Todd Graham Looks Ahead to New Team, Stadium
By DAVID JONES
CHAPMAN STADIUM: The University of Tulsa football stadium, originally called Skelly Field, will feature luxury suites, new bathrooms, a new scoreboard and other amenities that should by appealing to TU fans. It is expected to be ready for the 2008 football season.
No one is more excited about the coming improvements to Skelly Stadium than incoming coach Todd Graham. Graham is not really a newcomer to Tulsa football, having served as defensive coordinator under previous coach Steve Kragthorpe. Many of his “new” charges are players he recruited before leaving for a year to be head coach at Rice University.
Both he and Kragthorpe faced daunting challenges when they took over the University of Tulsa program four years ago. Not only did they have a crumbling stadium, they had a crumbling team. The Golden Hurricane had won just two games in two years and the future looked dreadful, yet Kragthorpe and Graham led the Tulsa team to a bowl game their first year, just as Graham was to end a 45-year bowl drought his one year at Rice.
Now Graham has a bowl-tested team to coach (three bowls in the last four years) and a wealth of talent on the team. He has the promise of an ancient playing field that will gleam like new when the 2008 season kicks off.
The revamped stadium will now be called H.A. Chapman Stadium at Skelly Field. In the new stadium, seating will be reduced to approximately 31,000 seats butwill have a new press box and 22 luxury suites added. Graham sees the smaller stadium (it used to top at an official 40,000-plus seats with one crowd of 48,000 crammed in for a Tulsa-Oklahoma game) as a positive.
“The shrinkage will help,” he says. “The atmosphere of the game will be completely different. We should be able to sell out every week. If it turns out we have a greater demand, the stadium can be expanded.”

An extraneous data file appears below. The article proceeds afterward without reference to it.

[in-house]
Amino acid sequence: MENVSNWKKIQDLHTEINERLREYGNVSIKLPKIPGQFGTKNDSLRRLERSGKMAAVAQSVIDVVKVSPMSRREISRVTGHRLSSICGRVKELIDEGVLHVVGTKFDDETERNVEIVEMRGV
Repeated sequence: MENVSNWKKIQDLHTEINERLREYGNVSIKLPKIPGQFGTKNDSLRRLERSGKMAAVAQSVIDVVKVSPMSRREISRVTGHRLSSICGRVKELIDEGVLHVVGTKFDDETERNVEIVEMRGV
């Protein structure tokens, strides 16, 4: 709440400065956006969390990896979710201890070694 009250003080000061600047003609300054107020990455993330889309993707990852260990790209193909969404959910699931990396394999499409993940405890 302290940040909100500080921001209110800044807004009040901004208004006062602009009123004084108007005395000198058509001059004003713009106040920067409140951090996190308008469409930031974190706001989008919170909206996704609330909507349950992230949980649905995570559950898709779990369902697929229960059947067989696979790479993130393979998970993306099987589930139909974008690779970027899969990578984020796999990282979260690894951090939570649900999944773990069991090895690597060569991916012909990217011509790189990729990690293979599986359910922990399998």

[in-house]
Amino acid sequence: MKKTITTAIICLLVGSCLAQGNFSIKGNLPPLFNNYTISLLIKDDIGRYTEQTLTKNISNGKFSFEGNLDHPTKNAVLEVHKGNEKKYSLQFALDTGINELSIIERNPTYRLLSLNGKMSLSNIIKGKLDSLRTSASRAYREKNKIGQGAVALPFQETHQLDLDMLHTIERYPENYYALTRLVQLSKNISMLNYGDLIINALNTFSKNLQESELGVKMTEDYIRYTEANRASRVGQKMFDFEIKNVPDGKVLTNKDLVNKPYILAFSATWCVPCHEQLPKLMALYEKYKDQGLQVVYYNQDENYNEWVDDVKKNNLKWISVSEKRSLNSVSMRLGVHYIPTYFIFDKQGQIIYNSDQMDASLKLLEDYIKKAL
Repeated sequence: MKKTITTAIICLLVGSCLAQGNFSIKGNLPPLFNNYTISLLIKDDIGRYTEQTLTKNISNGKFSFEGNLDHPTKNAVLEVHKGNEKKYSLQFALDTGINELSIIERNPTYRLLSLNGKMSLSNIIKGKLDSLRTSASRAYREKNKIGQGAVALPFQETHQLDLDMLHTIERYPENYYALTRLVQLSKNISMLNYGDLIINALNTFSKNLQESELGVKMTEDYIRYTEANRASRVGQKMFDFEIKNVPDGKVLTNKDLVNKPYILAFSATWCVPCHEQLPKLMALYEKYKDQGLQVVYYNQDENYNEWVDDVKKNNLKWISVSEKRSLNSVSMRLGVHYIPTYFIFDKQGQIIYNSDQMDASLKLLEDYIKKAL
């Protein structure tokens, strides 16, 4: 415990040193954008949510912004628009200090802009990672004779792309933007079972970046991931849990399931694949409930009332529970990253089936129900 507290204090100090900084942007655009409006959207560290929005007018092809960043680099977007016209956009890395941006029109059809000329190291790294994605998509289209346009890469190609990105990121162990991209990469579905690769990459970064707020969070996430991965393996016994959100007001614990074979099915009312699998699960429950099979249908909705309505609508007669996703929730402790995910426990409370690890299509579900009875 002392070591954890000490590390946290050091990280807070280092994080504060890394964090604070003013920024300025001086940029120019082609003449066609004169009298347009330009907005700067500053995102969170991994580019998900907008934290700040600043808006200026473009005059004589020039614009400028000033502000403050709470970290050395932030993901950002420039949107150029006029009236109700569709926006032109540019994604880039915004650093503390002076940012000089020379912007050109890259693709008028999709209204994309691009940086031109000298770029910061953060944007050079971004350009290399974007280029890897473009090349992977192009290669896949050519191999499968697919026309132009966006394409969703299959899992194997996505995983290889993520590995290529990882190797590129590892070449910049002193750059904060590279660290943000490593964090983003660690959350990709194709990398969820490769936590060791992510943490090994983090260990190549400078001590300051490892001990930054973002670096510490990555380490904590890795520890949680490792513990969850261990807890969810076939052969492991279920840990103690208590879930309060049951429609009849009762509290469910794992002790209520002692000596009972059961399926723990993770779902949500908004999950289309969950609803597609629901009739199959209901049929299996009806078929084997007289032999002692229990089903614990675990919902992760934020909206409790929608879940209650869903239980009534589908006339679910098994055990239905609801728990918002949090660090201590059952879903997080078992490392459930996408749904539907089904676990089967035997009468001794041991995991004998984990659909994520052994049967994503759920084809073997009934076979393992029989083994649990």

Graham is enormously excited to be able to honor Tulsa’s gridiron tradition. The $9 million Case Athletic Complex at the north end, for example, will be a museum of Tulsa football past and present.
“Inside we will have one wall that will contain pictures of every Tulsa team. We’ll have a coach’s wall and an All-American wall and an All-Conference wall and an Academic All-American Wall. Anyone who at any time ever played football for TU will be able to find himself represented in the Case complex.
There will also be an area honoring former TU players who were inducted into the National Football League Hall of Fame. “People don’t realize,” says Graham, “that there are more Tulsa alums there than there are from Oklahoma.”
The new facilities will have three benefits: “The first will be getting the interest of players considering coming to Tulsa. We want to be a top-25 team and we are winning some recruiting battles with the Big 12 and the Southeast Conference. It has already been helpful in recruiting. We have two Junior Days when we ask high school juniors to come to visit the school. We usually got around 50-60 a day. This year we’ve gotten 172 and 189.
“Second, the existing players will know the heritage of the team and what they’re representing.
“Third, it honors our alumni in a very special way. There’s something sacred when you strap that helmet on.”
Graham is enormously pleased to be back at Tulsa. He took the Rice job, he said, because head coaching jobs are few and hard to get and he didn’t know how long Kragthorpe was going to stay at Tulsa.
“When I got the call from TU my wife Penni asked, ‘what did they say?’ and I said they offered me the job. ‘What did you say?’ Penni asked. I said I told them I’d think about it. She told me ‘you call them right back and tell them you’ll take the job’.
“Tulsa has shown it’s willing to spend the resources to build a first-rate program. I’ve been able to put together one of the finest coaching staffs in the nation. We have coaches with recruiting roots in Oklahoma, Texas and Arkansas.
“I’ve been given a six-year contract which will give stability to the program.”
Graham says he knows TU fans have long looked at the football coach’s job as one a man does while he lobbies for a more prestigious and better paying position. Those times, Graham says, are changing.
“Tulsa has never been as good a job as it’s going to be now. With the $27 million in planned stadium improvements, the Jumbotron scoreboard, the new Case complex, this is now a place of destination for coaches.”